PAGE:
Royal Mail owner warns Czech billionaire’s offer could create risk around finances

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Royal Mail’s owner has warned that a potential £3.5bn bid by the Czech billionaire Daniel Křetínský could create risk around the company’s finances.

The warning came as the industry regulator Ofcom announced that it had opened an investigation into the parent group, International Distributions Services (IDS), for failing to meet its annual delivery targets for the second year in a row. Last year, Ofcom fined the company £5.6m for failing to meet its first-class and second-class delivery targets in 2022-23.

The warning over the revised offer by Křetínský’s EP Group, which IDS has said it is “minded” to accept, was issued in delayed annual results released on Friday afternoon. The company had apologised on Thursday for failing to release its results at 7am as scheduled, because of auditor delays.

The IDS board said Royal Mail had “adequate resources” to continue operating for at least 12 months, but its long-term prospects hinged on whether the new owners would be able to maintain existing loans and secure fresh funding.

“The extent of the uncertainty related to whether existing finance will be recalled following a change in control, together with a lack of visibility or control over the availability of funding following a change in control,” IDS said.

The report said this created “material uncertainty” and “may cast significant doubt on the entity’s ability to continue as a going concern and that it may therefore be unable to realise its assets and discharge its liabilities in the normal course of business”.

IDS reported that the company had swung to a £26m operating profit in the year to March, up from a £742m loss a year earlier. IDS benefited from better performance by its Royal Mail division, where price hikes and an increase in parcel deliveries helped narrow its losses to £254m, compared with a bumper £1bn loss in the previous 12 months.

EP Group has until 29 May to formally submit its £3.5bn bid, improved from an earlier £3.1bn offer that IDS had said “significantly undervalues” the company, or walk away from a takeover for six months.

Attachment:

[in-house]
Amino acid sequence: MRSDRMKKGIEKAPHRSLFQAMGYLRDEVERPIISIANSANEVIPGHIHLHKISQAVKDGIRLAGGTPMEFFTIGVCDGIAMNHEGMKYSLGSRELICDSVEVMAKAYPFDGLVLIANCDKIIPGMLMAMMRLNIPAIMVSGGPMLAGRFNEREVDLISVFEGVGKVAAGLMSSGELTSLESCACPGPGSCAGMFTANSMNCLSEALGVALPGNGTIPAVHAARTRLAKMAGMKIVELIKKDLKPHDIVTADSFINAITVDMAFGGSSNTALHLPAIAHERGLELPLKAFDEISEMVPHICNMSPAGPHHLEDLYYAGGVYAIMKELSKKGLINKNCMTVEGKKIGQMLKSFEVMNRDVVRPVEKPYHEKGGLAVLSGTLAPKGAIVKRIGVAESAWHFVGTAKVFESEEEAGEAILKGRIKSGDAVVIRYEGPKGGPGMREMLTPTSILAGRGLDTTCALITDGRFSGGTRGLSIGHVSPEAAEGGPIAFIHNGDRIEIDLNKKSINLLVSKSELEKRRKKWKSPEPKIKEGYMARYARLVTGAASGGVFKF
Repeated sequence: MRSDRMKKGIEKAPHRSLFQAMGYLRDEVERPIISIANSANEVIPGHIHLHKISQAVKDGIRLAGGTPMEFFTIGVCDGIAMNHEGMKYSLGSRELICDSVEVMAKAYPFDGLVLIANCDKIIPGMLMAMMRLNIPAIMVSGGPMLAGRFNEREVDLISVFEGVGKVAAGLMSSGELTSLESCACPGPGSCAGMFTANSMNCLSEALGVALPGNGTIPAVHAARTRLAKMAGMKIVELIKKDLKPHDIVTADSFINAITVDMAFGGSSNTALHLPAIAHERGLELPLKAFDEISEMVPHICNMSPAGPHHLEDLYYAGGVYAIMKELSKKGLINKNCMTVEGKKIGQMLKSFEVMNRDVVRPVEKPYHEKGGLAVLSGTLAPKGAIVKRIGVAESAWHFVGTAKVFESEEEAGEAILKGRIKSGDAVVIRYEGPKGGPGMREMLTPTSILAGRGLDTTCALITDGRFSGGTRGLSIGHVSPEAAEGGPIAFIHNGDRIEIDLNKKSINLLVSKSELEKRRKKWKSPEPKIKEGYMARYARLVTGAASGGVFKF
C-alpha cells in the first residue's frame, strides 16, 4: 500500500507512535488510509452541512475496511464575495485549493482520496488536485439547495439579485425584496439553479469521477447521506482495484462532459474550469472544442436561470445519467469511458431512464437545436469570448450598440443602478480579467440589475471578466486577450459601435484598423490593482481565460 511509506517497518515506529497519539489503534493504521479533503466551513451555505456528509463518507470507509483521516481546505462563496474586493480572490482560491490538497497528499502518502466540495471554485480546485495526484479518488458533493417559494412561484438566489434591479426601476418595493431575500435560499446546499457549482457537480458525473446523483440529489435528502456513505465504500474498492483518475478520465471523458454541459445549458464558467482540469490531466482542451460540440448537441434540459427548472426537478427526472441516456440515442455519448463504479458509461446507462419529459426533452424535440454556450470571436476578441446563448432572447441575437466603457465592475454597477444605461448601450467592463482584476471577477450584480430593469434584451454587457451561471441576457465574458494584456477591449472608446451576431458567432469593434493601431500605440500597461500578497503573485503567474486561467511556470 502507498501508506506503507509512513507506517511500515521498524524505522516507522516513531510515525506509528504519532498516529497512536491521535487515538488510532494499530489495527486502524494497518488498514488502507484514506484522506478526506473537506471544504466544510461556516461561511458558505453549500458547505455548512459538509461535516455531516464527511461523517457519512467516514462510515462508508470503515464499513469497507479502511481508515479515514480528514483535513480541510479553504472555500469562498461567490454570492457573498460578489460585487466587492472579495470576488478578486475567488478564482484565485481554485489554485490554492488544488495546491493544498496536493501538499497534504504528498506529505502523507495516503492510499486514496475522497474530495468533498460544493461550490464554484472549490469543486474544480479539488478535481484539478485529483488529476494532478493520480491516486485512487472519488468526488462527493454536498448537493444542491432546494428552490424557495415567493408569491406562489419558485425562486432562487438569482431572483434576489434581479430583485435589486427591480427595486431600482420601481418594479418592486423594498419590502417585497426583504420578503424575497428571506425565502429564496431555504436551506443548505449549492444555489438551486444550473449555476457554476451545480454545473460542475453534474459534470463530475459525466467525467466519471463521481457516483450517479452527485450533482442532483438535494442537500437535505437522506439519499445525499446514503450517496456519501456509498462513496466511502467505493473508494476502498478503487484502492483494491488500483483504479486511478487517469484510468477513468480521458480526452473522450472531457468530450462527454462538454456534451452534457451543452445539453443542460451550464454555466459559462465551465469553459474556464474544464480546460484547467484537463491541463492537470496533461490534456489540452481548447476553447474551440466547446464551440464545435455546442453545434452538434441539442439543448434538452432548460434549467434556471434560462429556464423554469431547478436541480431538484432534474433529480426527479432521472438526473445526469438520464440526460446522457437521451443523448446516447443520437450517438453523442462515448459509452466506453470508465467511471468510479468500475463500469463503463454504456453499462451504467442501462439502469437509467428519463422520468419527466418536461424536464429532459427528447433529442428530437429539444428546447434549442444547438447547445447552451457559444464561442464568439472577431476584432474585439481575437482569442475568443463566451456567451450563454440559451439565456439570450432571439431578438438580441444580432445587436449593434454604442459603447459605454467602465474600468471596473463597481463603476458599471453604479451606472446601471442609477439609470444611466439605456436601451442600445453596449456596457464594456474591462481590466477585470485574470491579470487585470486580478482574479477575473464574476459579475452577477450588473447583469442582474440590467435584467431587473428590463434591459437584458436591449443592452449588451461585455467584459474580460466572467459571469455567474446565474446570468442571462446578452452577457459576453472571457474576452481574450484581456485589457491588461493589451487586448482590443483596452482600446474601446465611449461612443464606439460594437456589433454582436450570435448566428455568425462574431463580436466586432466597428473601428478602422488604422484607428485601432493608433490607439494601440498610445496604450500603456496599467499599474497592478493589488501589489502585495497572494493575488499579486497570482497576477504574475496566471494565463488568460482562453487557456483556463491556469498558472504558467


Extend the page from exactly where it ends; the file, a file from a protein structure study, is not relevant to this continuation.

Křetínský’s takeover interest comes against the backdrop of potential changes to the postal industry. Earlier this year, Ofcom laid out possible options for the future of the universal service obligation (USO), which mandates Royal Mail to deliver nationwide, six days a week, at a fixed price.

In response, Royal Mail has suggested it could pare back its second-class service to every other weekday to save money. However, it has committed to delivering first-class letters six days a week – a promise that EP plans to honour, IDS has said.

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EP is expected to present a series of undertakings to the government, including pledges not to make compulsory redundancies or split up the group, which also includes the international parcels arm GLS. Last week, IDS bosses met the business secretary, Kemi Badenoch, to discuss the bid and changes to the USO.

The chancellor, Jeremy Hunt, has said any takeover bid for IDS would face a “normal” security review, but the government is not in principle opposed to EP’s bid.

Under the terms of the proposed Křetínský deal, the takeover would hand a windfall to the thousands of postal workers who have retained the shares they were given when Royal Mail was privatised in 2013. Shareholders will also be given a special dividend if the takeover is completed, worth £76m.


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